I had avoided upgrading because its a slippery slope resulting in expensive cameras and in the past I haven't done enough shoot days to make it worthwhile.

However I have been considering getting a better camera, because I've just signed a contract with a client that requires more regular work and more shoot days. I could keep hiring in but it becomes a pain. When margins are tight is a bind having expensive hire rates. Also the BMP4K is swaying me, because it would good enough in terms of quality to fulfil my upcoming contract and the cash outlay isn't that much, renting is less cost efficient. But this is entirely on changing circumstances and only really down to one specific contract. To be honest its really dependant on your own personal circumstances. The daily hire rate on a BMP4k in my neck of the woods is about £75 per day, so I'd only need to shoot for 15 days and its cheaper to buy. 

- what work are you getting? 

- Are you being asked to provide kit?

- Where are you based and what rental options are there. Its less of a problem to rent if the hire company is 30 mins away Vs 4 hours.

  • Like 1

Share this post


Link to post
Share on other sites
4 hours ago, David Mawson said:

Or maybe you're just not capable of it? People who actually make a living doing anything have to think about costs, whatever your fantasies are.

It's called an equipment loan. If you have consistent clients, spending $40k on a camera is nothing. You can make that back in a jiff. Heck, the income I make off my film cameras is pretty darn good, thanks to repeat customers. If I had an Alexa mini 4k, I'd have no problem paying it back in a year or two. I've thought many times of doing it, but nobody will give me a loan because I'm a freelancer. 😞

Quote

Did the OP ask about setting up as a rental house? And I suspect that you have no idea whether people are making "a killing." What you know is they are renting cameras and maybe how much an hour. But the hours rented per year and costs, no.

You don't need to setup as a rental house. You just need make friends with rental houses who don't have the camera you have and allow them to offer it. Then, whenever you want it, you simply call them and go pick it up. If you're busy with the camera, than you won't need to do that. However, most people aren't THAT busy with their cameras. As long as they're paying the loan every month from rentals, they're fine. Amira's drag in around $700/day, which means if it rents two days a month, you've got the loan paid every month.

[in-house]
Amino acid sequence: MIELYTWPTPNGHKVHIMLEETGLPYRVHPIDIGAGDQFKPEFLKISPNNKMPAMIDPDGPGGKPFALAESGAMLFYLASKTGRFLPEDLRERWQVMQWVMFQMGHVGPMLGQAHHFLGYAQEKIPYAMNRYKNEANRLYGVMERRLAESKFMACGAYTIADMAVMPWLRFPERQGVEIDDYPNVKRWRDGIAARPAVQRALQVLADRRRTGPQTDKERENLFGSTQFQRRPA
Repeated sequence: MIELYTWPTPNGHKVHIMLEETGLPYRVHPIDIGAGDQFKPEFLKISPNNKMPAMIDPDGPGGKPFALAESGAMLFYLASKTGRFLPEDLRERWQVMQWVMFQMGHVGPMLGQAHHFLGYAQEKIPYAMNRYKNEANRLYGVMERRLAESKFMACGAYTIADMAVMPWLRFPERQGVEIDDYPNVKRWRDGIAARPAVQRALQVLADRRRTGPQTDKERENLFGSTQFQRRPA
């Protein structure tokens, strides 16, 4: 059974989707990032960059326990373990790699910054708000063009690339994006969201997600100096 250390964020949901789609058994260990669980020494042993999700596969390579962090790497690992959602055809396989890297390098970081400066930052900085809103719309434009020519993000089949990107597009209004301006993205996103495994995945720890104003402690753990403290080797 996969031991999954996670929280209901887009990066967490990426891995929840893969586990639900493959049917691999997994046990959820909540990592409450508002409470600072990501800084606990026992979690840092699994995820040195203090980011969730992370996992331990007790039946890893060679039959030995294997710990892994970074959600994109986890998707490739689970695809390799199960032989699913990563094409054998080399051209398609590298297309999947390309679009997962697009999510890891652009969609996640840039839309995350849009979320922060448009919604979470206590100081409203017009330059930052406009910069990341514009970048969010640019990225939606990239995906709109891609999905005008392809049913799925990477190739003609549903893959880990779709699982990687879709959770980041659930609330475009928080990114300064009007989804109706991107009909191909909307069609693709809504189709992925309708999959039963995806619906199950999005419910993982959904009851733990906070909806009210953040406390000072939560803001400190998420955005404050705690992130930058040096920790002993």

All that matters is your day rate with camera or your rental rate. 

Quote

The point is that the camera meets a minimum standard, Tyler. If Netflix will approve a camera, are you really like to have a client who won't be ok with the image? (Really - this isn't rocket science..)

I don't understand why Netflix is even brought up. Again, anyone shooting for Netflix is not going to be using their own equipment, even if they OWN their own equipment. It's not worth the risk, they will simply rent something. 

The Arri Alexa is the #1 digital cinema camera. In fact, in 2019 there are still dozens of shows being shot on the XT and the Amira is just a re-packaged version of that camera. So I don't know why a client wouldn't be happy with the image. 

Quote

You're talking about a $30,000 price difference. The things you're talking about about can be done for 1/10 of that. Calling a spend of $1-$3K "Gobs of money" when telling someone to buy a $40K camera goes beyond hyperbole and into hysteria.

Here is how it work, if you have the same camera EVERYONE ELSE HAS, why would anyone use YOU? The Canon C series cameras have flooded the market, they are literally everywhere and as a consequence, their rental value is basically nothing. Few years ago when we were prepping for a feature, we had the option to pay for Red Dragon's, or the rental house would give us FREE C300MKII's because and I quote "if you rent lenses from us, we will give you free bodies because nobody rents them". So if you buy a C200 (which is arguably a worse camera than the C300MKII), you may be able to get $150/day for it, IF you had a client that has no money. However, do you really want to work with a client who has no money? If your camera package is a high-end, then you have weeded out all of those low-end clients. 

Amira.thumb.png.13e763006bfb548412d66851305b676c.png

1161410528_C200rental.thumb.png.fb2887c5028c72e61b1c42130bb889b5.png

 

Share this post


Link to post
Share on other sites
44 minutes ago, Tyler Purcell said:

It's called an equipment loan. If you have consistent clients, spending $40k on a camera is nothing. You can make that back in a jiff.

Yes, you can. But that's not the same as will. You didn't ask if the OP had such clients - and the chances are that if he was at that stage (which most people don't reach) then he wouldn't be asking for your advice.

Again, common sense, Tyler, common sense...

Share this post


Link to post
Share on other sites
1 minute ago, David Mawson said:

Yes, you can. But that's not the same as will. You didn't ask if the OP had such clients - and the chances are that if he was at that stage (which most people don't reach) then he wouldn't be asking for your advice.

Again, common sense, Tyler, common sense...

OP here.  I'm an in house director/DP considering going freelance.  I've had a lot of experience shooting with both Alexa's and cameras like C300ii.  I have a reel that I think speaks for itself but at the moment, not a ton of prospects for freelance clients.